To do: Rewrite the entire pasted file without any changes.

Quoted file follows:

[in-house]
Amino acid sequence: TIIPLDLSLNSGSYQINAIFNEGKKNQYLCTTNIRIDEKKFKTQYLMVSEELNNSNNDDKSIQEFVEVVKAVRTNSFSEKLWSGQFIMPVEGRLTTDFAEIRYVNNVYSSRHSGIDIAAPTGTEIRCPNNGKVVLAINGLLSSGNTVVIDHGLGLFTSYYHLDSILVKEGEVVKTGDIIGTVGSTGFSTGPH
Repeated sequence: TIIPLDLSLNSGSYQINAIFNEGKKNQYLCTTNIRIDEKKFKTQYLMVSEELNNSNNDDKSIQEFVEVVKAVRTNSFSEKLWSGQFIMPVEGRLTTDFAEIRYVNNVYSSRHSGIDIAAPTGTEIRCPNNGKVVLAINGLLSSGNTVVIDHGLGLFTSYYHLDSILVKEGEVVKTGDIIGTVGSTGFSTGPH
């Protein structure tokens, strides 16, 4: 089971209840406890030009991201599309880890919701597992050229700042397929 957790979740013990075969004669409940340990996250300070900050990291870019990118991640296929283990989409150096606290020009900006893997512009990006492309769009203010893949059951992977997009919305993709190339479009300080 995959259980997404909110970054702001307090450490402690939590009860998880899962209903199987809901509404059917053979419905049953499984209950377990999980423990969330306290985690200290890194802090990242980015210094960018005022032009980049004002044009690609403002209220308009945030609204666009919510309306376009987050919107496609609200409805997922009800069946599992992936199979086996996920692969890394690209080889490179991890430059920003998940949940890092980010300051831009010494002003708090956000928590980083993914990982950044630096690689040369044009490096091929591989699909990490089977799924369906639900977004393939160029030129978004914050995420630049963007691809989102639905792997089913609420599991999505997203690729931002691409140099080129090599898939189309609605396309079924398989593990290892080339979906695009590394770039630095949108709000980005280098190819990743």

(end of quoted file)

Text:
[in-house]
Amino acid sequence: TIIPLDLSLNSGSYQINAIFNEGKKNQYLCTTNIRIDEKKFKTQYLMVSEELNNSNNDDKSIQEFVEVVKAVRTNSFSEKLWSGQFIMPVEGRLTTDFAEIRYVNNVYSSRHSGIDIAAPTGTEIRCPNNGKVVLAINGLLSSGNTVVIDHGLGLFTSYYHLDSILVKEGEVVKTGDIIGTVGSTGFSTGPH
Repeated sequence: TIIPLDLSLNSGSYQINAIFNEGKKNQYLCTTNIRIDEKKFKTQYLMVSEELNNSNNDDKSIQEFVEVVKAVRTNSFSEKLWSGQFIMPVEGRLTTDFAEIRYVNNVYSSRHSGIDIAAPTGTEIRCPNNGKVVLAINGLLSSGNTVVIDHGLGLFTSYYHLDSILVKEGEVVKTGDIIGTVGSTGFSTGPH
């Protein structure tokens, strides 16, 4: 089971209840406890030009991201599309880890919701597992050229700042397929 957790979740013990075969004669409940340990996250300070900050990291870019990118991640296929283990989409150096606290020009900006893997512009990006492309769009203010893949059951992977997009919305993709190339479009300080 995959259980997404909110970054702001307090450490402690939590009860998880899962209903199987809901509404059917053979419905049953499984209950377990999980423990969330306290985690200290890194802090990242980015210094960018005022032009980049004002044009690609403002209220308009945030609204666009919510309306376009987050919107496609609200409805997922009800069946599992992936199979086996996920692969890394690209080889490179991890430059920003998940949940890092980010300051831009010494002003708090956000928590980083993914990982950044630096690689040369044009490096091929591989699909990490089977799924369906639900977004393939160029030129978004914050995420630049963007691809989102639905792997089913609420599991999505997203690729931002691409140099080129090599898939189309609605396309079924398989593990290892080339979906695009590394770039630095949108709000980005280098190819990743």